How to Flourish as an Independent Practitioner
While the trend is clearly toward physician employment by hospitals and health plans, many doctors would prefer to practice independently for as long as possible. So what does it mean to be independent and how can you stay that way?
Physicians today face declining reimbursements, which translates into shrinking profits. In addition, health care reform efforts compel doctors to spend more time on administrative tasks. Add to that uncertainty about the ability of aging practice management systems to cope with requirements and changes from regulators and payers.
Despite these challenges, you may want to practice on your own terms, control your practice’s financial health, have confidence in your ability to thrive under change and make informed strategic decisions, and have the option to compete and grow in the local market.
This dream is not easy, but it is more manageable when these five components are in place:
- Fiscal Strength
This requires practice management systems that can track and submit cost and quality data, collect payments directly from patients, and compensate doctors on the basis of their practice performance.
- Care Coordination
To participate in patient-centered medical homes and accountable care organizations (ACOs), a practice must be able to share information and coordinate care among all parties concerned with a patient’s health status. This may entail operating on the same EHR system as other providers or relying on cloud-based service models.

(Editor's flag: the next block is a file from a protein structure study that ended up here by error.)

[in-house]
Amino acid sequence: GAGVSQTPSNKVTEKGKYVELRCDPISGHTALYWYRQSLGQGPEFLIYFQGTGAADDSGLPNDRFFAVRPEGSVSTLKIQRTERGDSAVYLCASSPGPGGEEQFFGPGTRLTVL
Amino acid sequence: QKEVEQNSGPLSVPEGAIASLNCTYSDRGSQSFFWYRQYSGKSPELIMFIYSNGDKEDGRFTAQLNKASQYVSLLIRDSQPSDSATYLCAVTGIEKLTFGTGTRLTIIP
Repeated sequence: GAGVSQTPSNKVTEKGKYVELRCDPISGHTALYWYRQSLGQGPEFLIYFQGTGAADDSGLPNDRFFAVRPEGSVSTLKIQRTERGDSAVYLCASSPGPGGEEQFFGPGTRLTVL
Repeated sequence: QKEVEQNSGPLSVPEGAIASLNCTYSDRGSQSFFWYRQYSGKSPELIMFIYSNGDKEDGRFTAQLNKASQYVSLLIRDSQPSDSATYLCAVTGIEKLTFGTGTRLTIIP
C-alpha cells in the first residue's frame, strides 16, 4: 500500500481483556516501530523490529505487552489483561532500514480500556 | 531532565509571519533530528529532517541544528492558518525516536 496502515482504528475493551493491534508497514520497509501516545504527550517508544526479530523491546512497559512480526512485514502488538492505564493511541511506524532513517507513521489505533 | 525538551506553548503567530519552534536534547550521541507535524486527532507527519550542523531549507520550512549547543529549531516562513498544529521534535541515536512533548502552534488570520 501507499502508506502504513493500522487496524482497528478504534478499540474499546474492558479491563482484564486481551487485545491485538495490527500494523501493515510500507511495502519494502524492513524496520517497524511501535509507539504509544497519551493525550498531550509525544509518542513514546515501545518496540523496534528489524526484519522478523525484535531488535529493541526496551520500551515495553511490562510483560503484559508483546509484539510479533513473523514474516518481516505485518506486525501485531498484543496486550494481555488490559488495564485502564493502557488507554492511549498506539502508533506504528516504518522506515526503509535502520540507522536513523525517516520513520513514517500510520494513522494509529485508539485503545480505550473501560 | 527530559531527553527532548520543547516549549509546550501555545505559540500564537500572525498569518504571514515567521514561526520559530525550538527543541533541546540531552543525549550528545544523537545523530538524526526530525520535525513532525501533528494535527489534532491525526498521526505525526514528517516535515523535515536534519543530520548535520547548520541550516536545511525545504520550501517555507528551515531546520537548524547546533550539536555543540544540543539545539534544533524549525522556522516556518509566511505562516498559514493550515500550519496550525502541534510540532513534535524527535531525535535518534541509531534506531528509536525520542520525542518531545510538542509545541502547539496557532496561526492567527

- Risk Assumption
To operate under risk-based reform initiatives like pay for performance, ACOs, bundled payments and value-based reimbursement, practices must acquire the right tools to track patient outcomes and provider performance, coordinate care, and manage contract payments that vary according to practice performance.
- Competitive Advantage
A hallmark of a strategically successful business is “competitive advantage” — that is, qualities or features of the practice that make it the first choice of patients and referral sources. An example is a highly developed culture of patient engagement that distinguishes the practice from its competitors.
- Embracement of Change
In a health care sector that is marked by constant change, successful practices will adapt fluidly to new payment models, new clinical care models, and new technology demands, all with lower revenues. Practices can accomplish this with flexible, robust practice systems that anticipate these changes.
Final Words of Wisdom
In an era where everything is changing, it is important to lean on your practice management advisor. He or she can help you navigate current changes and anticipate future ones.
For any questions, contact Laurence Sophian at 312.670.7444. Visit orba.com to learn more about our Health Care Group.